Updated: Nov 20, 2020
Oh, the dreaded semi-colon. I have heard people complain about using it since I was in high school. One of my teachers told us to avoid it altogether because no one ever used it correctly, and my university professors often discouraged students from using it as well. I have to confess, though, that the semi-colon is my favourite punctuation mark.
I have a tattoo of a semi-colon on my wrist, although not because I'm such a grammar nerd (even though I am a grammar nerd). I got a semi-colon tattoo because of Project Semicolon, which is about mental health awareness and suicide prevention. Although this project is not grammar-focused, it is grammar-related.
Now, let's get into the fun grammar stuff.
How to Use a Semi-Colon
Semi-colons are mainly used to join two independent but related clauses. In other words, a semi-colon joins two full sentences that have something to do with each other.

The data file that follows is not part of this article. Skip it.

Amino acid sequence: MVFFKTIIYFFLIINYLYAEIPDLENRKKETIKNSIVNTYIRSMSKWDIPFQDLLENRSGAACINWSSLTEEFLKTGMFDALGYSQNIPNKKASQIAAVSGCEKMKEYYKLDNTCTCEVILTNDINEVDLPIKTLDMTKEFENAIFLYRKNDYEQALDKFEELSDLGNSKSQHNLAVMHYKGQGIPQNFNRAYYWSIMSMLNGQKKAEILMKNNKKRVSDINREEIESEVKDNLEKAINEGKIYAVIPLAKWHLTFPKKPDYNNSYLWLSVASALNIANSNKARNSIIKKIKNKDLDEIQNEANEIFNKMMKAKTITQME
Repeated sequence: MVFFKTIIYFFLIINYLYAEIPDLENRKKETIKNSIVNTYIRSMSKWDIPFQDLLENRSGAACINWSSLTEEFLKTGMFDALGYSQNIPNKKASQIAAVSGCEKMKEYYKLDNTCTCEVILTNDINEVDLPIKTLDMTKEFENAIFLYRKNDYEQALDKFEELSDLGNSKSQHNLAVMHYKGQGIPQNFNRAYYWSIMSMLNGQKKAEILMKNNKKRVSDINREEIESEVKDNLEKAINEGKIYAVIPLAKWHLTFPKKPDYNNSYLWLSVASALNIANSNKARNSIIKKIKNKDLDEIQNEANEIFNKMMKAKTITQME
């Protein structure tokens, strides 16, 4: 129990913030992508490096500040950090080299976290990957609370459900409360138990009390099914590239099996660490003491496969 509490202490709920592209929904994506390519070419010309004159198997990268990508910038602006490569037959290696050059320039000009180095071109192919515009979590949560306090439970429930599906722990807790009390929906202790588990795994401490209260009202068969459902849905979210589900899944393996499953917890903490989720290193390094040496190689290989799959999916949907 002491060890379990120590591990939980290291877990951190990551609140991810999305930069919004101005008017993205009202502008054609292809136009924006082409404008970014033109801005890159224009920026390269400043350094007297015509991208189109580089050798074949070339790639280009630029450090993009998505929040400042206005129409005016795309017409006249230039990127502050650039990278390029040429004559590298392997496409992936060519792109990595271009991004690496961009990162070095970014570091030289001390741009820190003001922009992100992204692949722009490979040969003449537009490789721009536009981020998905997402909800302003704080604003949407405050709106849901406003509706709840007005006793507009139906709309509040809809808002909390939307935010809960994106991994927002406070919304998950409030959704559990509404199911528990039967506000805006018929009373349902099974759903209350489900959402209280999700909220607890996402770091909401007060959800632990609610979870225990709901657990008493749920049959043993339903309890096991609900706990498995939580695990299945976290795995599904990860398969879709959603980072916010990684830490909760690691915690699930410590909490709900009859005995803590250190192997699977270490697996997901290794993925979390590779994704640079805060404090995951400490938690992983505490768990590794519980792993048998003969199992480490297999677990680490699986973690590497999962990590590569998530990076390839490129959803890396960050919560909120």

e.g., I went to Scotland for my last semester of university; it was one of the best experiences of my life.
Both "I went to Scotland for my last semester of university" and "it was one of the best experiences of my life" are full sentences. You could put a period in place of the semi-colon and those sentences would still be grammatically correct; however, I put a semi-colon there because the ideas of the independent clauses are closely related.
The second main use of a semi-colon is to clearly separate elements in a list. If each element of a list also includes a comma, the list can be confusing for the reader. Separating those items with a semi-colon can clarify the list.
e.g., I have travelled to many places: Anaheim, California; Tokyo, Japan; Edinburgh, Scotland; Berlin, Germany; and Tallinn, Estonia.
Semi-colons are a fantastic way to vary sentence structure, and I encourage learning to use them. They're not as scary as you think, and if you use them effectively, you can improve the impact of a sentence.
So what does this have to do with Project Semicolon? The semi-colon is a symbol that reminds us how the story keeps going. We don't have to end the sentence our of lives with a period; we can put a semi-colon there instead and keep on writing.
On that note, happy writing!